An exhibit of Aligarh pottery as follows:- Black ware:- 18 plates (SB). Black plate (LC).
Made mostly at Sewan in Bengal in Eastern India, Aligarh ware imitates the beautiful and traditional Azamgarh ware of the region. Half of the Museum's collection, which divides into two clear categories, belongs to this group. These pots are strikingly elegant and lovely, with clean burnished shapes and simple incised decoration. The other half of the collection could hardly be more different; the forms of these pieces relate more to European metal vessels than to traditional Indian pottery, while the applied decoration is positively extravagant. Decorative exuberance is characteristic of the late Victorian dedication to ornament, and the luxurious vines, fruit and flowers on these jugs, plates and bottles probably reflect the style of modelling then taught at the various schools of art and design established along European lines by the Indian government. Tradition however dies hard, and the artists of India have long been respected for their ability, with an eye to the export market, to incorporate foreign ideas into their products while still retaining an essentially Indian character. The studied pairing of luscious fruit in the applied decoration is strikingly reminiscent of the round breasts and round behinds of the voluptuous goddesses of the Indian pantheon.
The works are wheel-thrown, with the flowers modelled by hand whilst the vessel is soft. The work is baked in mud-ovens, or by immersion in cow-dung fires.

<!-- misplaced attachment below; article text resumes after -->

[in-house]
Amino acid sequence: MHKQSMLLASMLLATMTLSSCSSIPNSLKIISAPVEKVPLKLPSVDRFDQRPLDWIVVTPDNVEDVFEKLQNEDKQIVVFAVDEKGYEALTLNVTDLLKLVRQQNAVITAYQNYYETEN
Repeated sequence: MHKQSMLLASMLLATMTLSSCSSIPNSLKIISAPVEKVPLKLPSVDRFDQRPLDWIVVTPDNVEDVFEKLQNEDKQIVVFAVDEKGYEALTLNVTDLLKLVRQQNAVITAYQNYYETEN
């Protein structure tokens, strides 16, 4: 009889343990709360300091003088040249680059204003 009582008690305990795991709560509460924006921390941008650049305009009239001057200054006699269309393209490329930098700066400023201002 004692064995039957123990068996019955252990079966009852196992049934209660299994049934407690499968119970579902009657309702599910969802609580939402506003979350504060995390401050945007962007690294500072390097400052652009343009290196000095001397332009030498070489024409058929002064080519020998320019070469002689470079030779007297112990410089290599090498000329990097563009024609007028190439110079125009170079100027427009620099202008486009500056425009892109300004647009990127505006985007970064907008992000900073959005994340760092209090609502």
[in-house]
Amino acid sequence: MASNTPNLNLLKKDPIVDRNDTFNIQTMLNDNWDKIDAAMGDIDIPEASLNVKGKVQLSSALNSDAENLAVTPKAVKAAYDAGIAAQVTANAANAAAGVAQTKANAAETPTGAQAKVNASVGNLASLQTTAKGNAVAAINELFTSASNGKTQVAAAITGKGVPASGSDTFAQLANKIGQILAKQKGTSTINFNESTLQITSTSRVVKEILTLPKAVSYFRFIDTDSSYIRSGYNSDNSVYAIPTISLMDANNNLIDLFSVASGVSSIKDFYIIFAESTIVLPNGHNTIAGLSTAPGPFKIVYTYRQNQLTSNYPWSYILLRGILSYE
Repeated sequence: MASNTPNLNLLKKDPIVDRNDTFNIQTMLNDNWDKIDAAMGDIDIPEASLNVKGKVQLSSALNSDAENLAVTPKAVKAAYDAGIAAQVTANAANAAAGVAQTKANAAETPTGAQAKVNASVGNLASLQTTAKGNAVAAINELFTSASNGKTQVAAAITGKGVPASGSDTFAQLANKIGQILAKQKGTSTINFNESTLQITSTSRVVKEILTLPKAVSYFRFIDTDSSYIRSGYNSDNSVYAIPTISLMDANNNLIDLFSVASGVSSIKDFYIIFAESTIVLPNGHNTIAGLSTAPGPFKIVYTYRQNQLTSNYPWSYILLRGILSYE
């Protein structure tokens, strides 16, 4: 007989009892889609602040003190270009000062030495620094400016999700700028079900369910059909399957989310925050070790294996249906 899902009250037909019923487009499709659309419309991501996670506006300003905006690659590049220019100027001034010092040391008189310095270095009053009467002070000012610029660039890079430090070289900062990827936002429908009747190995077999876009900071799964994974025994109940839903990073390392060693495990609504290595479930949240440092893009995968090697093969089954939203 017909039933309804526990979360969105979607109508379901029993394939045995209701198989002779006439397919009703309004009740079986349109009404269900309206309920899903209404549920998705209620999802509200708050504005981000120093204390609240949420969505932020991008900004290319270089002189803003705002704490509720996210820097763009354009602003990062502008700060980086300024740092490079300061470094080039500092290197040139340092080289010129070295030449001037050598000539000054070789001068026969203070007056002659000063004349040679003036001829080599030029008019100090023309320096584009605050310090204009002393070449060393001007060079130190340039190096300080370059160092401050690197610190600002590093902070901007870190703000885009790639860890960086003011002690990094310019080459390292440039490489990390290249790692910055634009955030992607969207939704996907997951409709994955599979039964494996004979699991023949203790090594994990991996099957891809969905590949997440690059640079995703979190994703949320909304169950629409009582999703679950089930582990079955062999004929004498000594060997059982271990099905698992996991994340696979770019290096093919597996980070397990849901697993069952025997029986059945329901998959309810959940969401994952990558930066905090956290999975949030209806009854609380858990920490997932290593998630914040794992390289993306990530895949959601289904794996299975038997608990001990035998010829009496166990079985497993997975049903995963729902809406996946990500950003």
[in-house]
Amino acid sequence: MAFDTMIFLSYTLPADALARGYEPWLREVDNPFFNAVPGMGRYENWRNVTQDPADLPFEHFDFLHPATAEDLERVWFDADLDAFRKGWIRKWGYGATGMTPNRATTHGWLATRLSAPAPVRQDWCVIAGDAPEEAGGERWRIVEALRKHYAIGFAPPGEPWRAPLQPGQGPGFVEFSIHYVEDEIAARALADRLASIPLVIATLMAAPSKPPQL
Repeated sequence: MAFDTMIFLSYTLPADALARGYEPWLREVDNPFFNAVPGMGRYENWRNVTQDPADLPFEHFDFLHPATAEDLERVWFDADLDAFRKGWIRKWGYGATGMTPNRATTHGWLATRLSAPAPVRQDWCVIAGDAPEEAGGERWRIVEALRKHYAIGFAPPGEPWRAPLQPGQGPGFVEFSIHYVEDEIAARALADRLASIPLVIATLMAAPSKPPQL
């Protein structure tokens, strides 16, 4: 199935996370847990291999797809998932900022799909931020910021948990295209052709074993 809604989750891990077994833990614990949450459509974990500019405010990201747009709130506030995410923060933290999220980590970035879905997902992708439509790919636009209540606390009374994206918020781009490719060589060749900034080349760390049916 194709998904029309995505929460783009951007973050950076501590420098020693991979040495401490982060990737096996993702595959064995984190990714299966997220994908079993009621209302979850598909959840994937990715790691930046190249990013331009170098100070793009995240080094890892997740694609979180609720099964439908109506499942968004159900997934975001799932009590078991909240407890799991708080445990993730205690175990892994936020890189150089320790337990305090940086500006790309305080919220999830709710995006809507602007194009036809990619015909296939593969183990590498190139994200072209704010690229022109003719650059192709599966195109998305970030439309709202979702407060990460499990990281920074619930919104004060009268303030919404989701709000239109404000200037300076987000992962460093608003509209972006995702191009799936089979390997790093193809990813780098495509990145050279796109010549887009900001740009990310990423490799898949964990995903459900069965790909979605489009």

The Aligarh ware was selected for the colony of New South Wales by Mr F A Franklin, while he was in India for the Calcutta International Exhibition of 1883-84. Franklin was the Executive Commissioner in India for the New South Wales Commission for the Calcutta Exhibition, whose goal in accepting the invitation to exhibit in Calcutta was to capture for the producers and manufacturers of New South Wales a large slice of 'the vast market' of India. to this end, the Commission gave strong encouragement to the producers and manufacturers of New South Wales to prepare a range of exhibits for shipment to Calcutta. The collection of Aligarh pottery was presented to the Museum by the Commission, by decision of their 'Final Meeting', as were some of the exhibits themselves, on their return to Sydney from Calcutta.